On the road, on the way…05/01/2017 Sandy
(Sandy’s sermon for Easter 3A, based on the Walk to Emmaus from Luke 24)
The story of the travellers on the road to Emmaus is such a familiar story from the Easter season. I wonder what resonates with your own experiences?
Here are some of the ways I engaged with this story again:
* the despair, the despondency, the sorrow, the sense of loss of those two travellers whose hopes had been dashed, ‘we had hoped he would be the one’….
* the remembering and recounting of the stories of our spiritual ancestors, and their testimony about the way they have seen God’s activity in their midst – tracing all the way back to ancient days of Moses…..perhaps a prompt to learn and discover more, to dip into our sacred stories with fresh energy…?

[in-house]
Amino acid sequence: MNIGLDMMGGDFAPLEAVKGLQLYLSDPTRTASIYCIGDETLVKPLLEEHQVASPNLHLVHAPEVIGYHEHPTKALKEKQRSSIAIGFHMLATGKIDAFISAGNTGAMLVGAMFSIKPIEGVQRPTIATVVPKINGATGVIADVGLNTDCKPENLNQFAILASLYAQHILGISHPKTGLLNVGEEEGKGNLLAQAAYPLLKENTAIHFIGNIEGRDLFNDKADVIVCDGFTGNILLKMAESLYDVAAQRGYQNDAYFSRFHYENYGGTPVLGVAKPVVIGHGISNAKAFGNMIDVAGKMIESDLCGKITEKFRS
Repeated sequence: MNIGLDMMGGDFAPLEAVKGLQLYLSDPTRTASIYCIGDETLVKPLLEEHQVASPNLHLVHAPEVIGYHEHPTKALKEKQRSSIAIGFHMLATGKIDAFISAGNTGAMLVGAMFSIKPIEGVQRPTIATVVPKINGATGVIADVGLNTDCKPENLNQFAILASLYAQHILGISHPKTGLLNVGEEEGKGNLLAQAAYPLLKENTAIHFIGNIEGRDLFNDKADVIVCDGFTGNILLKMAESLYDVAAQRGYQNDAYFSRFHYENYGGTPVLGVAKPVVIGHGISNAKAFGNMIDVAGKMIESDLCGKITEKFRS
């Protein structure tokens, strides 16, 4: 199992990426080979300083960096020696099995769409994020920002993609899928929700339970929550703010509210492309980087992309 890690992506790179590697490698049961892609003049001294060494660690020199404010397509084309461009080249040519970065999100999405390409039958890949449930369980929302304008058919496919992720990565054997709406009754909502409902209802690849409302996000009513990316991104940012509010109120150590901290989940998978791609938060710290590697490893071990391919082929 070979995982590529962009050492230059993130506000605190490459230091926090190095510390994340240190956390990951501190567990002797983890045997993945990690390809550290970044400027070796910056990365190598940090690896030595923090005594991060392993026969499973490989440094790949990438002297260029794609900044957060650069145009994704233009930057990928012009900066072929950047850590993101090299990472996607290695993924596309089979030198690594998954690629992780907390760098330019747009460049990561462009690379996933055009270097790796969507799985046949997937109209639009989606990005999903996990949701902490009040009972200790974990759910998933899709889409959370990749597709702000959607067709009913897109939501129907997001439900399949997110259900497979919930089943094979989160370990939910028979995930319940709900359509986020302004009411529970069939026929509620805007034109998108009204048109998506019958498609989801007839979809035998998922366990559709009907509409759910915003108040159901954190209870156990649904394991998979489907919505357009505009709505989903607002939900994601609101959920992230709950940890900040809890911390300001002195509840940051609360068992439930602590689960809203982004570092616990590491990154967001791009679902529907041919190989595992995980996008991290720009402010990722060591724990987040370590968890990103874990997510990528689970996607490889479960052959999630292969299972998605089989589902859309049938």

* the sense of anticipation and excitement when you sense the divine presence, even if we can never fully understand it….
* the sense of breathless excitement at sharing the good news about Jesus’ risen life, that cannot be kept silent or hidden but is transforming news for the whole world…..
This story was cradled by the early church as an important story, though the historical details would have been blurred somewhat by the passing of time between the appearances of Jesus and when Luke’s Gospel was written several decades later. But it holds important truths for us. And it is part of the narrative where the disciples and followers of Jesus came to realize they were in uncharted territory, where people like Mary Magdalene, and Peter, and Thomas were ‘alive’ and animated in a new way by what would later be called ‘resurrection life’. The Emmaus story unpacks what the struggle to make sense of it all looked like for the early church. Perhaps this walk on a single afternoon was but one of many such walks where Jesus was present with his followers. Perhaps it happened over several years or even decades. It recounts the walk of the whole early ‘church’ on its journey to make sense of Jesus’ risen life and the implications for them.